What is the Perfect Sized Layout?

ModelRailroadForums.com is a free Model Railroad Discussion Forum and photo gallery. We cover all scales and sizes of model railroads. Whether you're a master model railroader or just getting started, you'll find something of interest here.


Greg@mnrr

Section Hand
I see those club sized layouts in the model railroad magazines and wonder what is the perfect sized layout.

Mine is small by most standards filling a 16' x 11' room and I would like more space for longer trains and longer runs, but how big is too big and how small is too small?

What are yours thoughts and opinions?

Thanks.

Greg
 

santafewillie

Well-Known Member
I think it really boils down to two things; how much funding is available to build and "stock" it up? And how much time are you going to have available to maintain it after building it? I built a train shed 20' x 32' with a double-deck layout in mind. I could have built a bigger building if I wanted to, since I have 15 acres to build on. From experience with previous layouts, I determined that this was all I would want to maintain. Prior to retirement I stocked up on lumber, rolling stock, track, structures and roadbed, knowing that there might be some limitations afterward. It probably also depends on how much help you expect to get. I am a "lone wolf" so I have to do everything alone.
This is a question that has no real answer, everyone's situation is different.

Willie
 

KB02

Well-Known Member
I started planning a layout for a small corner in my basement. Then we moved. So I built up a 4x8 layout. Then it grew. I think Willie is right, though: "This is a question that has no real answer, everyone's situation is different."
 

trailrider

Well-Known Member
Following Murphy's Law of Available Space, Corollary 1765-1/2, no matter how big you build your layout, it will become too small, quickly! My latest layout resides in a 14' x 14' dedicated room. It is a folded dogbone with return loops at both ends. I cannot build a double-layer as the tracks would have to cross two windows, which the local fire code requires to be accessible for escape in case of fire. Over sixty-odd years, I have collected enough rolling stock so that I could equip two or three more comparable-size layouts! I have to be VERY careful when attending model railroad fairs, conventions and swap meets to leave my wallet and credit cards at home, lest I come back with something I don't really need! Unless, of course, I come upon something I just can't live without! :rolleyes:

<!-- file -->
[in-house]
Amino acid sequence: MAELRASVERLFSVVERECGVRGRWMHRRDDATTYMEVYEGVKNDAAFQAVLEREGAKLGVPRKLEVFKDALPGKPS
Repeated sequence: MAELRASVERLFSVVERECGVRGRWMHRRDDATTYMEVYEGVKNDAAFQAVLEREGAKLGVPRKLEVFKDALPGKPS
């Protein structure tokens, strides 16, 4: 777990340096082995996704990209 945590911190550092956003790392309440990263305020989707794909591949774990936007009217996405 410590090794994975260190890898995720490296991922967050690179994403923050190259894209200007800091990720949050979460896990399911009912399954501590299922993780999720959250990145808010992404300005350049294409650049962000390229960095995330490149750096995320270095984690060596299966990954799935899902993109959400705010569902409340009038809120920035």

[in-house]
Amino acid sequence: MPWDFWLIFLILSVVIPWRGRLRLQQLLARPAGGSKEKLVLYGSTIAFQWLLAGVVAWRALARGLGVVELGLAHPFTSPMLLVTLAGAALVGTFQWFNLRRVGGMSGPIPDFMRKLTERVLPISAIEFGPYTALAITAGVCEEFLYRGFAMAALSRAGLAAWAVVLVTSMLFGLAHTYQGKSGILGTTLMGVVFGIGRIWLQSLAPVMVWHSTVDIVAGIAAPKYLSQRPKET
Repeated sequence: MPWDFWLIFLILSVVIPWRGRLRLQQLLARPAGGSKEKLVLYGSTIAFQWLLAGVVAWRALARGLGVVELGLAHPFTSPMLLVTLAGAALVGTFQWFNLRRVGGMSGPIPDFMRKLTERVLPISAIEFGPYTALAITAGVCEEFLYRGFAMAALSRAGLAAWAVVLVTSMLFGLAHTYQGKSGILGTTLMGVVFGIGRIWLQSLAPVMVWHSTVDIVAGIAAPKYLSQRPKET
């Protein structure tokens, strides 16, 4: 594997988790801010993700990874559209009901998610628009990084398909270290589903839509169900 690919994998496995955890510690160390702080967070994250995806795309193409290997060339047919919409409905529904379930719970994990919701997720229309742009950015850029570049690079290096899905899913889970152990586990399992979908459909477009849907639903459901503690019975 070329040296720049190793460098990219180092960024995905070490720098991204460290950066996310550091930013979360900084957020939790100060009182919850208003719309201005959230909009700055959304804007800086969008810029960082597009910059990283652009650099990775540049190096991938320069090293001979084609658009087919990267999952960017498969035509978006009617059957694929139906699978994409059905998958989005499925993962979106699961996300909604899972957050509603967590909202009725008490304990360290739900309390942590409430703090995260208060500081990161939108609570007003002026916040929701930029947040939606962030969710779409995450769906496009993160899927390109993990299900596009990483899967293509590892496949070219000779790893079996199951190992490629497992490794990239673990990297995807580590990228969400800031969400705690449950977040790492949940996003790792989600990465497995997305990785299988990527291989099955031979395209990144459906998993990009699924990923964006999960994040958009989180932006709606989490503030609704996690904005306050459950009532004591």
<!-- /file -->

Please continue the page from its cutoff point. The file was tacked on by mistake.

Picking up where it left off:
I don't smoke; I don't drink alcoholic beverages; I don't use drugs... But I have an addiction to buying and kitbashing Mantua steam locomotives! :cool:
 
Last edited by a moderator:

D&J RailRoad

Professor of HO
Following Murphy's Law of Available Space, Corollary 1765-1/2, no matter how big you build your layout, it will become too small, quickly! My latest layout resides in a 14' x 14' dedicated room. It is a folded dogbone with return loops at both ends. I cannot build a double-layer as the tracks would have to cross two windows, which the local fire code requires to be accessible for escape in case of fire. Over sixty-odd years, I have collected enough rolling stock so that I could equip two or three more comparable-size layouts! I have to be VERY careful when attending model railroad fairs, conventions and swap meets to leave my wallet and credit cards at home, lest I come back with something I don't really need! Unless, of course, I come upon something I just can't live without! :rolleyes:

I don't smoke; I don't drink alcoholic beverages; I don't use drugs... But I have an addiction to buying and kitbashing Mantua steam locomotives! :cool:
I think the code is referring to living spaces, i.e. bedroom, living room etc.
As for determining the right size for a layout, its about the level of dedication you have to the hobby. Don't go for a full basement layout if your interest in the hobby is only around Christmas time and the circle of track under the tree. Too small of a layout will really limit you on what you really want to do, i.e. wanting a switching yard on an O scale layout that's built on a coffee table.
The ability to have detail is supported by your choice of layout as well. A layout that has to be folded up against the wall when your not running trains, isn't going to be fun when ya have a lot of detail that isn't fastened down. That includes the rolling stock. It has to all be taken off the layout then put back on the tracks each time ya run trains.
 
Last edited by a moderator:

Lynnb

Active Member
I think the perfect sized layout would be one that has enough space for a long continuous mainline, and enough space that it will have all the s enery and fine looking structures but still be not so large that's its impossible to see the lite at the end of the tunnel.
 

Burlington Bob

Well-Known Member